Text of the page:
Impressions: African American Artists and Their Connection to African Art
Article by Cathy Breslaw
Opening Reception: Thursday, February 9, 4:30-6:30 pm,
San Diego Mesa College Art Gallery
7250 Mesa College Dr, D101
San Diego, CA 92111
Artist Lecture: 6:30 pm
The Impressions exhibition is the result of a collaboration between Gallery Director, Alessandra Moctezuma and Art Historian, Dr. Denise Rogers, who manages the 900 piece African Art Collection at San Diego Mesa College. Moctezuma and Rogers selected three prominent contemporary African-American artists to engage audiences in a visual conversation between selected artworks in the collection and the works of artists Andrea Chung, Kenyatta A.C. Hinkle, and Robert Pruitt.
Chung, whose work focuses primarily on Carribean island nations, how outsiders perceive these islands in contrast to the ‘real’ lives of the inhabitants, and migration and labor issues stemming from colonial and postcolonial influences. Her work which is expressed via appropriated images from historical documents are collages about African American women’s’ labor, and midwifery. Chung uses the image of the uterus as a metaphor for the perceived value placed on women in Carribean cultures together with the land, to elicit narratives for the viewer to interpret for themselves.
Hinkle’s work also uses the female form to challenge some of the notions of African-American women on questions of race, sexuality, and history. Some of the abstractly drawn ink and mixed media works are rooted in the figure of historical female Tituba, who was accused of witchcraft in Salem Massachusetts and was arrested in 1692. Hinkle’s works which examine the perceptions of the black female body, also include a video performance piece as well as a series of small collage works that use reproductions of antique photographs of African women, which Hinkle transforms with ink, paint, and glitter.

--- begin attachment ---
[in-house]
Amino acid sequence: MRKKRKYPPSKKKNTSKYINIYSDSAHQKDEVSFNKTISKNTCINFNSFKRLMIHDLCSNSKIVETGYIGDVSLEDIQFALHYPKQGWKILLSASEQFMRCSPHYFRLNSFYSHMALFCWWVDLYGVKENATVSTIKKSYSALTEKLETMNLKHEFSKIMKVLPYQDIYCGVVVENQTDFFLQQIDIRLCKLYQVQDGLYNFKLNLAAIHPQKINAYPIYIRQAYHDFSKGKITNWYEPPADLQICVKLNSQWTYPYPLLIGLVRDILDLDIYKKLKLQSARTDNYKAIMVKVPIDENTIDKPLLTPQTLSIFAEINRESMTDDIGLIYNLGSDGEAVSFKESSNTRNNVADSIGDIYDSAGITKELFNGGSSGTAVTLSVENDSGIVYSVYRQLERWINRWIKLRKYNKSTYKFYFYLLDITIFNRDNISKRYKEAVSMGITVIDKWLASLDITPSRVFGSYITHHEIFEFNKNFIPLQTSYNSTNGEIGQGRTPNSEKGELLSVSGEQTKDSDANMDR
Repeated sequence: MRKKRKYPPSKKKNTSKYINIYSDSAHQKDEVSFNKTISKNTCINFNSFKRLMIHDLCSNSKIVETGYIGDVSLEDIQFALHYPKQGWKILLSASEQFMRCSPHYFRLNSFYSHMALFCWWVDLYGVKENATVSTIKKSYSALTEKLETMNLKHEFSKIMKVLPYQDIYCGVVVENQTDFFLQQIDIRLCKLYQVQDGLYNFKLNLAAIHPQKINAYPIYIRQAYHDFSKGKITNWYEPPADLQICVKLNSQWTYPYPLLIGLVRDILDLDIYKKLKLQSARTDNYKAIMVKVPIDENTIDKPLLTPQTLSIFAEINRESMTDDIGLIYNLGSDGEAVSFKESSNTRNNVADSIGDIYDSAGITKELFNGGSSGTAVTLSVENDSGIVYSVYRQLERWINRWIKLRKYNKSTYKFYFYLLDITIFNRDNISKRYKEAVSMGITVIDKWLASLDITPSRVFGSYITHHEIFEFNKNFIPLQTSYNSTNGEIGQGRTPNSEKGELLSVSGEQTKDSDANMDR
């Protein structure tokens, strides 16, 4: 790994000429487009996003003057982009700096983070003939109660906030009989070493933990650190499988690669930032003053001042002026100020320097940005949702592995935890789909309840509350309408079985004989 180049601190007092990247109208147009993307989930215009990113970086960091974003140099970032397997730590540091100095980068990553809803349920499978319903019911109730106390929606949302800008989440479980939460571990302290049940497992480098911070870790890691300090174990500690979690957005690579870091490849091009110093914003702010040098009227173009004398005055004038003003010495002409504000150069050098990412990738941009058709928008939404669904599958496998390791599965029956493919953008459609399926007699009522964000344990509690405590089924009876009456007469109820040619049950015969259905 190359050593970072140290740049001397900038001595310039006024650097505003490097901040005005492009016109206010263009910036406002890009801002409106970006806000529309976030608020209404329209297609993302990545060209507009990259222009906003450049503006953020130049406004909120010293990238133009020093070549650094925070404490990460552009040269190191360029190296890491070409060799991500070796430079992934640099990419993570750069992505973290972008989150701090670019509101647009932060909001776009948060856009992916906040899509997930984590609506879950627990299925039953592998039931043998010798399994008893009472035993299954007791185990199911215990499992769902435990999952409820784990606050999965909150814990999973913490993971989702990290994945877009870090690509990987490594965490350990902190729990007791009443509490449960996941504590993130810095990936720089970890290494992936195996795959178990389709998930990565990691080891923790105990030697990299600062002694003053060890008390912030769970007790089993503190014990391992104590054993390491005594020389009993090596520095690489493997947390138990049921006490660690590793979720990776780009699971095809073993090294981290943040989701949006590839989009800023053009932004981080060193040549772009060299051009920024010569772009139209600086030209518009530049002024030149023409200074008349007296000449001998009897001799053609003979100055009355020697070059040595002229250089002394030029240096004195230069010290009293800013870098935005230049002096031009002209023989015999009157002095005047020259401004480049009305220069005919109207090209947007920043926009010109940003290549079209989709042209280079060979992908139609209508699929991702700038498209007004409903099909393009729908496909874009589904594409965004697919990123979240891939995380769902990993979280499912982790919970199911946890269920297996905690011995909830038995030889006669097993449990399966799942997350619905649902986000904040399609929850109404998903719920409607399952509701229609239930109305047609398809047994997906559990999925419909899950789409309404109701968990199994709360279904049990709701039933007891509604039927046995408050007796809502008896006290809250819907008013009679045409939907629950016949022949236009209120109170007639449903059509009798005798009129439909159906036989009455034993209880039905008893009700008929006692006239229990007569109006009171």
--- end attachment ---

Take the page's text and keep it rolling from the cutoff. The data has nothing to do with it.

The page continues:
Pruitt’s large figurative works on paper and small sculptures use imagery from science fiction, images from the history of political and social struggles in the U.S. and the complexities of the contemporary black identity. There is also imagery of pre-colonial Africa as he dresses his figurative drawings in headdresses, and appropriates primitive figures, covers them with aluminum foil and transforms them into futuristic-looking sculptural forms. This provocative exhibition is chock full of narratives from the points of view of three mixed-media conceptual artists whose works are richly developed and realized, juxtaposed with masks and small sculptures from the African American Art Collection.
The exhibition is on view through March 1st.
Click HERE for more information.
IMAGE: Andrea Chung Domino CottaV: Tell She collage 2008